Kavira was a Tel Atarian captain in command of a small galleon. While tracking down a group of smugglers, his ship was attacked by a kraken at Crimson Coast. Most of his men were able to escape, but Kavira stayed on the sinking ship. Facing certain death, Kavira’s spark ignited and he was pulled away from Iamur. Kavira was excited about the possibilities of exploring new worlds, but he also knew that his own world needed him now more than ever. He planeswalked back to Iamur and when he returned to Tel Atar, he quickly became a legend. He was declared dead, but now a story was passed among sailors that Kavira was devoured by a kraken, only to cut through its stomach and slay the beast single-handedly. A tale Kavira did not care to dispute. He was promoted to Commodore and now commands a fleet from his new flagship, the “Ocean’s Cry.”

A vampire planeswalker from an unknown plane.

Bloodlord Szavos

Szavos is the son of a royal vampire family from an unknown plane. His family was exploiting the human population of the plane, driving them to near exctinction. During her journey across the multiverse, the angelic planeswalker Auria also visited his world. An ally of humanity wherever she goes, Auria wiped out the vampires of the plane, including Szavos’s family. When the angel ran her sword through Szavos’s mother, his spark ignited. He escaped the massacre.

Now Szavos travels across the planes with the sole purpose of tracking down Auria and exacting revenge for butchering his family. When it came to his attention that the seal of Auria was broken on Iamur, he traveled to the plane, expecting that the guardian of Iamur would return to defend humanity once again. But to his surprise, Auria was nowhere to be found.

A humorless elf.

Amras, King of Autumn Isle

Amras is the king of the elves since time immemorial. He is nearly as old as Kalimaras himself, ruling the elves from the mystical Autumn Isle ever since. Many human adventurers attempted to find the Autumn Isle, but all failed as it cannot be found by following a conventional map. Amras himself, like most elves, is no adventurer. He left his home only once in his entire life. At the dawn of the second age, when the gods of the deep were defeated and the humans laid claim to the sea, he met with other leaders on Khamora to discuss the order of the world. When the invasion of the Overworld began, Khamora invited him to join another meeting, but he declined, and decreed that this war was not the elves’ affair.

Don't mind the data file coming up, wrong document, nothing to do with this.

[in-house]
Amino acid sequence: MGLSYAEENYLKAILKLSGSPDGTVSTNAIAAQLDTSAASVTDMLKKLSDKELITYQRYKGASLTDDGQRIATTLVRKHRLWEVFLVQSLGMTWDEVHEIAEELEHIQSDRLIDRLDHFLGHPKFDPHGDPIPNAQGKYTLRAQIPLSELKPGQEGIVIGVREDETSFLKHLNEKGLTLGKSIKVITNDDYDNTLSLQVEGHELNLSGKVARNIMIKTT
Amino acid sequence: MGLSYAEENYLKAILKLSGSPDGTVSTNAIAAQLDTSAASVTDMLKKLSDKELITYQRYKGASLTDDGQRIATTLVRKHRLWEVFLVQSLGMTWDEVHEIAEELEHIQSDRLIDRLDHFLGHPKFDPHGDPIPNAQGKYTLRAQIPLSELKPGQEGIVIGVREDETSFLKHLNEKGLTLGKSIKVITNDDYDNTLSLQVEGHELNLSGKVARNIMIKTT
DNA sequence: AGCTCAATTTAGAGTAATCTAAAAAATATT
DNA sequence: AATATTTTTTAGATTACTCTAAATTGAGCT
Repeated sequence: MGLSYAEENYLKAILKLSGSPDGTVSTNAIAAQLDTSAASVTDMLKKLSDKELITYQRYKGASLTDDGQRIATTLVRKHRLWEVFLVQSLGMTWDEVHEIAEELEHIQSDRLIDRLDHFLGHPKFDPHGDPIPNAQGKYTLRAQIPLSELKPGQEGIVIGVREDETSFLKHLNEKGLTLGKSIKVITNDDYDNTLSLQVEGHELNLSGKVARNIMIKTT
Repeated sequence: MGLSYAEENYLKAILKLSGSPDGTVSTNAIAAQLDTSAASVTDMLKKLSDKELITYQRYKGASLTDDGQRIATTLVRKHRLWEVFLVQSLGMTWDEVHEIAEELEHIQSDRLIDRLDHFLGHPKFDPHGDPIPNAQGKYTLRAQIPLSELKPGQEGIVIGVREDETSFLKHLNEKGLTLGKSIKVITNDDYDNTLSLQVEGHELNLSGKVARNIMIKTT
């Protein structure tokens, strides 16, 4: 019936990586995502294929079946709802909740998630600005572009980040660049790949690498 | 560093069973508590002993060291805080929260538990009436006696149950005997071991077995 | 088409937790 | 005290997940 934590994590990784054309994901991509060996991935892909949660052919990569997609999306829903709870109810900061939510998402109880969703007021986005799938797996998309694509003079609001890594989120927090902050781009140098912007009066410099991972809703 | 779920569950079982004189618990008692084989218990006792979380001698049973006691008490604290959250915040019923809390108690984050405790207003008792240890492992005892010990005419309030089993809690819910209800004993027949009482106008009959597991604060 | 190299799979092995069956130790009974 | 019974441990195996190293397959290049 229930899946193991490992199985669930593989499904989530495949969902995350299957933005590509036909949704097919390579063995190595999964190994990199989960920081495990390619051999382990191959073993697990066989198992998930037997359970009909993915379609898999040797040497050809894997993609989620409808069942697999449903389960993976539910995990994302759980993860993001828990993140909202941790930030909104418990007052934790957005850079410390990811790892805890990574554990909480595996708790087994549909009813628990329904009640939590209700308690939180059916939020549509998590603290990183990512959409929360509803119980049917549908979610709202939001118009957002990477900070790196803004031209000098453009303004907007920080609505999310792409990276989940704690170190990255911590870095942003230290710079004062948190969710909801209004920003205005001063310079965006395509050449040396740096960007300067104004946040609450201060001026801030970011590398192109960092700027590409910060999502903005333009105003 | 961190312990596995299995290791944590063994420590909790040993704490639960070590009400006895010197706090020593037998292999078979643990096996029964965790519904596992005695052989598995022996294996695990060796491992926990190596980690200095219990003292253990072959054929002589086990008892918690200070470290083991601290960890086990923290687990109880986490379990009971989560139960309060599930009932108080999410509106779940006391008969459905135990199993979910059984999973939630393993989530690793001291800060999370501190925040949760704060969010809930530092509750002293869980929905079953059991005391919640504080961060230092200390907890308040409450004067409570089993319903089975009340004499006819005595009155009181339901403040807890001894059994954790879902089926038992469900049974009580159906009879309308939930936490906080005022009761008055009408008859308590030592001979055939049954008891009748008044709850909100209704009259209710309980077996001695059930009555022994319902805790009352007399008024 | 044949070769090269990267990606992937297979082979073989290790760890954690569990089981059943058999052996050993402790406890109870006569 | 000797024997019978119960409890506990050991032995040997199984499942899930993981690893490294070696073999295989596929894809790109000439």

It’s a Turtle. And an Island.

Turtle Island

Iamur is home to the most majestic turtles in the multiverse. Each island you set foot on might not even be an island, but the shell of a giant turtle swimming across the sea. And even ordinary islands were at one time grown on a turtle’s back. Every few centuries, a giant turtle discards its shell and plants a new island in the endless sea.

Turtles are ancient beings and many have lived since the first age. They sleep for most of their lives, and only awaken when events of great import are about to occur. When Nolgul was seen walking the Overworld, the turtles congregated to discuss what their role should be in the upcoming conflict. Unfortunately, turtles deal in vastly different time scales than most mortals.

There has to be text here, or the formatting gets messed up.

Stormtide Sovereign

The island of Myria trains the most proficient breed of hydromancers on Iamur. They are employed by Myria’s navy, their tasks ranging from divination, to navigation, to serving as a ship’s “armament.” But some of these wizards choose a different path after their training, and become explorers and adventurers.

The most skilled hydromancers are able to move across the sea without the need of a vessel, and are able to conjure elementals from the tidal waves on which they surf. Myrians are pacifists, though, and seek knowledge above all else. Myrian hydromancers are forbidden from using their powers in battle, except in self-defense.

Crafting Limited Archetypes